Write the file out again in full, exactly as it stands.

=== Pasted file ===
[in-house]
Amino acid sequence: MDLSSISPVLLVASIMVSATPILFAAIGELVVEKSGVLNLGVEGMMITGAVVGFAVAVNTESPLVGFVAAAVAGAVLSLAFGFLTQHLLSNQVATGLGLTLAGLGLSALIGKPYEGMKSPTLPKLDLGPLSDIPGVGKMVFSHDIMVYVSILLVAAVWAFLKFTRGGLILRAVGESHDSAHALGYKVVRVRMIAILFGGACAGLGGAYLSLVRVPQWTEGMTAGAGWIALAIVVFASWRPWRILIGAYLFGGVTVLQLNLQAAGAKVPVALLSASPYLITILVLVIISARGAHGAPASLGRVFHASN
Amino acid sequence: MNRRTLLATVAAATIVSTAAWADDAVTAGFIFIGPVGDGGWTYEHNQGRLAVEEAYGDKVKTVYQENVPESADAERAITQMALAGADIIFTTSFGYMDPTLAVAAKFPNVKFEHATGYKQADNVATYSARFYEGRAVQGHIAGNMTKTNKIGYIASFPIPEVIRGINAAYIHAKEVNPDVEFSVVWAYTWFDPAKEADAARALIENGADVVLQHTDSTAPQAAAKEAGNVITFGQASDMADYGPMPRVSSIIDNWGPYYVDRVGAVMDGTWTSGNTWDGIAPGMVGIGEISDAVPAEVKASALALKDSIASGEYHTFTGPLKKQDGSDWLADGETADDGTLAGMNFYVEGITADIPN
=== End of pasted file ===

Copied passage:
[in-house]
Amino acid sequence: MDLSSISPVLLVASIMVSATPILFAAIGELVVEKSGVLNLGVEGMMITGAVVGFAVAVNTESPLVGFVAAAVAGAVLSLAFGFLTQHLLSNQVATGLGLTLAGLGLSALIGKPYEGMKSPTLPKLDLGPLSDIPGVGKMVFSHDIMVYVSILLVAAVWAFLKFTRGGLILRAVGESHDSAHALGYKVVRVRMIAILFGGACAGLGGAYLSLVRVPQWTEGMTAGAGWIALAIVVFASWRPWRILIGAYLFGGVTVLQLNLQAAGAKVPVALLSASPYLITILVLVIISARGAHGAPASLGRVFHASN
Amino acid sequence: MNRRTLLATVAAATIVSTAAWADDAVTAGFIFIGPVGDGGWTYEHNQGRLAVEEAYGDKVKTVYQENVPESADAERAITQMALAGADIIFTTSFGYMDPTLAVAAKFPNVKFEHATGYKQADNVATYSARFYEGRAVQGHIAGNMTKTNKIGYIASFPIPEVIRGINAAYIHAKEVNPDVEFSVVWAYTWFDPAKEADAARALIENGADVVLQHTDSTAPQAAAKEAGNVITFGQASDMADYGPMPRVSSIIDNWGPYYVDRVGAVMDGTWTSGNTWDGIAPGMVGIGEISDAVPAEVKASALALKDSIASGEYHTFTGPLKKQDGSDWLADGETADDGTLAGMNFYVEGITADIPN